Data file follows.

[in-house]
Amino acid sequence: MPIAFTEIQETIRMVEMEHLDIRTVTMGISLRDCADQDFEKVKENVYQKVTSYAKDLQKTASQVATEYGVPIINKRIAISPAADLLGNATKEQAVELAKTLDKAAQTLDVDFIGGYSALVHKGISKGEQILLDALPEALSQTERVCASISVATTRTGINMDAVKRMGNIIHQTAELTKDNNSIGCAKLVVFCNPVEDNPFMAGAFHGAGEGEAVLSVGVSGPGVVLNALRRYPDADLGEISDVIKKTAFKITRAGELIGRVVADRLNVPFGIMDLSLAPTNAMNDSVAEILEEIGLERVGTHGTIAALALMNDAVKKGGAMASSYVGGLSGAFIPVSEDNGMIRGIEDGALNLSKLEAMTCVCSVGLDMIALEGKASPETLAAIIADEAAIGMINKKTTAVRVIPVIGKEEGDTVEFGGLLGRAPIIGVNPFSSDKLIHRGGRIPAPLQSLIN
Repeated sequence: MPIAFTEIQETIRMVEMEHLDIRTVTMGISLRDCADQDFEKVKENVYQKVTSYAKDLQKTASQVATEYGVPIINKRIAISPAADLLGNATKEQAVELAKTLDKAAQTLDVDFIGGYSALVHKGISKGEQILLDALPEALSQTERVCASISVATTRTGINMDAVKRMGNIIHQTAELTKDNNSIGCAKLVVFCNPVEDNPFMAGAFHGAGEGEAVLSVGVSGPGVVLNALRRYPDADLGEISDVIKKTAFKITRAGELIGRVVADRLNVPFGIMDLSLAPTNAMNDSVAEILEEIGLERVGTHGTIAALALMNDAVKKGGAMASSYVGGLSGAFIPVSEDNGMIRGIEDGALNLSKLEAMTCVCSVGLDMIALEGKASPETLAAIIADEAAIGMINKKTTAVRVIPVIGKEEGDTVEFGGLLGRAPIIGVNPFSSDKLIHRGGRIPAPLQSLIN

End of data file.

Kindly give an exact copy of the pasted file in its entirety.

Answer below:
[in-house]
Amino acid sequence: MPIAFTEIQETIRMVEMEHLDIRTVTMGISLRDCADQDFEKVKENVYQKVTSYAKDLQKTASQVATEYGVPIINKRIAISPAADLLGNATKEQAVELAKTLDKAAQTLDVDFIGGYSALVHKGISKGEQILLDALPEALSQTERVCASISVATTRTGINMDAVKRMGNIIHQTAELTKDNNSIGCAKLVVFCNPVEDNPFMAGAFHGAGEGEAVLSVGVSGPGVVLNALRRYPDADLGEISDVIKKTAFKITRAGELIGRVVADRLNVPFGIMDLSLAPTNAMNDSVAEILEEIGLERVGTHGTIAALALMNDAVKKGGAMASSYVGGLSGAFIPVSEDNGMIRGIEDGALNLSKLEAMTCVCSVGLDMIALEGKASPETLAAIIADEAAIGMINKKTTAVRVIPVIGKEEGDTVEFGGLLGRAPIIGVNPFSSDKLIHRGGRIPAPLQSLIN
Repeated sequence: MPIAFTEIQETIRMVEMEHLDIRTVTMGISLRDCADQDFEKVKENVYQKVTSYAKDLQKTASQVATEYGVPIINKRIAISPAADLLGNATKEQAVELAKTLDKAAQTLDVDFIGGYSALVHKGISKGEQILLDALPEALSQTERVCASISVATTRTGINMDAVKRMGNIIHQTAELTKDNNSIGCAKLVVFCNPVEDNPFMAGAFHGAGEGEAVLSVGVSGPGVVLNALRRYPDADLGEISDVIKKTAFKITRAGELIGRVVADRLNVPFGIMDLSLAPTNAMNDSVAEILEEIGLERVGTHGTIAALALMNDAVKKGGAMASSYVGGLSGAFIPVSEDNGMIRGIEDGALNLSKLEAMTCVCSVGLDMIALEGKASPETLAAIIADEAAIGMINKKTTAVRVIPVIGKEEGDTVEFGGLLGRAPIIGVNPFSSDKLIHRGGRIPAPLQSLIN